To Part Two
From Tom Pamperin’s excellent reporting from the 2010
"And here is the first filter of the race: every crew
has to launch their boats unassisted from the beach. Some do it
by pushing hard. Some, like Mike Monies and Andrew Linn, do it
by using plastic fenders as rollers. Gary Blankenship sets an
anchor and starts to haul Oaracle off the beach, then shifts to
pushing from behind. Gary has done this before, and his boat has
found its share of fame on Duckworks. As he works Oaracle off
the beach, someone in the crowd asks, ‘What have you learned
"‘That it’s a lot easier shoving this thing
with two people than with one,’ he says, and keeps pushing."
And so it was. But fortunately – unlike launching –
doing the entire 300 miles of the annual WaterTribe Everglades
Challenge solo was not significantly harder that doing it with
Although I had entered four previous Everglades Challenges and
finished three, this year would be different as I would be doing
it for the first time without a crew. I’ve done a fair amount
of singlehanding, including daysailing on Oaracle and overnighting
on a larger boat. But nothing compared to an undertaking like
||Oaracle’s course for the 2010 Everglades
The Challenge is an annual event run by WaterTribe (www.watertribe.com)
for kayaks, canoes and small sailboats. The rules are ingenious
and tough. All boats must be beach launched from above the high
tide mark at Ft. DeSoto Park. All boats must stop at three checkpoints
along the 300-mile route. The first checkpoint requires passing
under a fixed bridge, 8 to 10 feet high and with about 12 feet
of horizontal clearance. No problem for the kayakers, but it’s
masts down for the sailboats and some frantic paddling.
||Around 70 boats and kayaks line up on the beach
the day before the start
The second checkpoint is at Chokoloskee, just south of Everglades
City, at the northern end of the Everglades. The ingress and exit
channels are narrow, with the wind potentially blocked by mangrove
islands, and subject to strong tidal currents. The third checkpoint
at Flamingo is a bit easier to enter and exit, but can have its
own eccentricities. And then there’s the final leg across
Florida Bay to the finish in Key Largo. But more about that later.
(All these requirements are described as "filters,"
which is a WaterTribe euphemism for obstacle.)
||Oaracle and Mullet, a modified Blue Jay class
racer, on the beach. The two boats also would spend some side-by-side
time during the race.
||Grok and The Blue Laguna
||John Wright makes adjustments to Grok –
I wish I had taken more time to study this boat.
We had a impromptu Duckworks Team for this year’s event.
Mike Monies brought his new Jim Michalak-designed Laguna
Dos with Andy Linn as crew. And John Wright brought his innovative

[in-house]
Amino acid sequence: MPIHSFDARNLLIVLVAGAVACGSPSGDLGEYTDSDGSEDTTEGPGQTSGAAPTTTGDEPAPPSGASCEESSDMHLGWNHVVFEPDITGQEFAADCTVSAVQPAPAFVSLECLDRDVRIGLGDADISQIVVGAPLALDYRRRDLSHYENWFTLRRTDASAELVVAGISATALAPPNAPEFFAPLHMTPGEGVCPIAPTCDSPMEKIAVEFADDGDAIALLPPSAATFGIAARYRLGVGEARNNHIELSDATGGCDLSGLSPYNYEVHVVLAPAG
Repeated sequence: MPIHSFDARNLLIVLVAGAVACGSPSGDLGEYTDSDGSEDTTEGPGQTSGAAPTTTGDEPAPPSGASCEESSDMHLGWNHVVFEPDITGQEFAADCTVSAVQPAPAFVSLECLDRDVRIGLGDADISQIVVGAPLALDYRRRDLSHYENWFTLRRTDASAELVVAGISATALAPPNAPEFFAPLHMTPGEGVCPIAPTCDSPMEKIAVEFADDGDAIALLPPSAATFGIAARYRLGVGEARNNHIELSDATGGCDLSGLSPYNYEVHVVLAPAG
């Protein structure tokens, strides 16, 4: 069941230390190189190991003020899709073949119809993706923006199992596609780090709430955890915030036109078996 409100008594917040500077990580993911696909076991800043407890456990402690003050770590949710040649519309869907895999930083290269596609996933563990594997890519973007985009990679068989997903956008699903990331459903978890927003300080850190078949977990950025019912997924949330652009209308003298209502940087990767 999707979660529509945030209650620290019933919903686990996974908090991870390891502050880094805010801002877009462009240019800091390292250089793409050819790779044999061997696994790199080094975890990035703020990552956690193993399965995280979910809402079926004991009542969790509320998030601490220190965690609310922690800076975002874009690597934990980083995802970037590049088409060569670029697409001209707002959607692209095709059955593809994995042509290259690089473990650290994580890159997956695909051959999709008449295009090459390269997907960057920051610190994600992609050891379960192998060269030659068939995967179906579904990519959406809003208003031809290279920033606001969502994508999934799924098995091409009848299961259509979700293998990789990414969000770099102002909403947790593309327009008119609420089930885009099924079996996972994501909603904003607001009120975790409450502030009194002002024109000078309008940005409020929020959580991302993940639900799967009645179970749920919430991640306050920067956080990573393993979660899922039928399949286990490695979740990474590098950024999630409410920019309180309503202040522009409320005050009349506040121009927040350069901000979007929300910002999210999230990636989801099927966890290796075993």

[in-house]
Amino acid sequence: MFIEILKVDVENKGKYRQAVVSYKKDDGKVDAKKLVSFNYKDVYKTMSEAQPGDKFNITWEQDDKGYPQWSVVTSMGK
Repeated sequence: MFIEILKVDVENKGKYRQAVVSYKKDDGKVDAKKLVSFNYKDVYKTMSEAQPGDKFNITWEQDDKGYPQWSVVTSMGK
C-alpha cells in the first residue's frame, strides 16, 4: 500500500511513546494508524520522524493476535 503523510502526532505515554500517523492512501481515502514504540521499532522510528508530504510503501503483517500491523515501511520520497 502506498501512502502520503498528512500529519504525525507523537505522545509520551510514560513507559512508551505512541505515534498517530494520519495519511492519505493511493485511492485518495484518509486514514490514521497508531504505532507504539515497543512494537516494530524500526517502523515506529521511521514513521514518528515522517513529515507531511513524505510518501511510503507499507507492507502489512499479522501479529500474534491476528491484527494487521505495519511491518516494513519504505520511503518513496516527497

14-foot Grok, a scow-bowed boat that I wished I had more time
to inspect. I had Oaracle, a Michalak-designed Frolic2
which, as noted above, has managed to overcome her owner’s
best efforts and finish three Challenges.
Arrival at Ft. DeSoto Park, the EC start, was not encouraging.
I had reserved a campsite and hoped we could all fit, but my memory
of its size was . . . somewhat generous. Fortunately, Mike and
John were able to find a nearby unfilled spot at the last minute
to store the overflow of boats, trailers and tents and we settled
in on Thursday, March 4, to meet other competitors and do last
minute jobs. In Mike’s case, a fair number of last minute
jobs. We had launched Laguna Dos the previous Saturday in Tallahassee
and sailed again on Sunday in the nearby Gulf of Mexico. The Laguna
was impressive, but equally impressive was the number of last
minute details to be worked out – cleat locations, sheet
leads, rigging, and the like. Mike tackled it all with notable
perseverance and patience.
He had been at Ft. DeSoto since Monday, hoping to get in more
sailing, but the weather had been uncooperative. It echoed much
of our winter in Florida this year, cold, rainy and very windy
as front after cold front assaulted the state. Andy joined him
Wednesday, and then John and I arrived on Thursday. I was accompanied
by Noel Davis, who has sailed with me in past challenges. This
year, he would be running the checkpoint at Flamingo, and then
would pick Oaracle and me up at the finish line at Key Largo.
My big concern for this year’s EC, aside from doing it
alone, was the weather and the aforementioned cold fronts. All
had plenty of rain and many had substantial winds. Marine forecasts
with gusts to near gale force were common along the EC route.
But we got a break. It became clear a couple days before the start
that there was going to be a break in the steady march of fronts,
at least for most of the Challenge. Temperatures, however, would
remain well below normal. I wondered if my three sets of long
underwear would be enough.
||Some of the kayaks in the Everglades Challenge
||Matt Layden (Wizard) launches his 9-foot Elusion
to take wife Karen on a ride the day before the start
Part of the fun of an EC is meeting old friends before the start,
as well as newcomers. It’s a good reason to come down a
day before registration. The Friday before the start is usually
a blur of pleasant activity. Register. Put your boat on the beach.
Help other WaterTribers put their boats on the beach. Walk the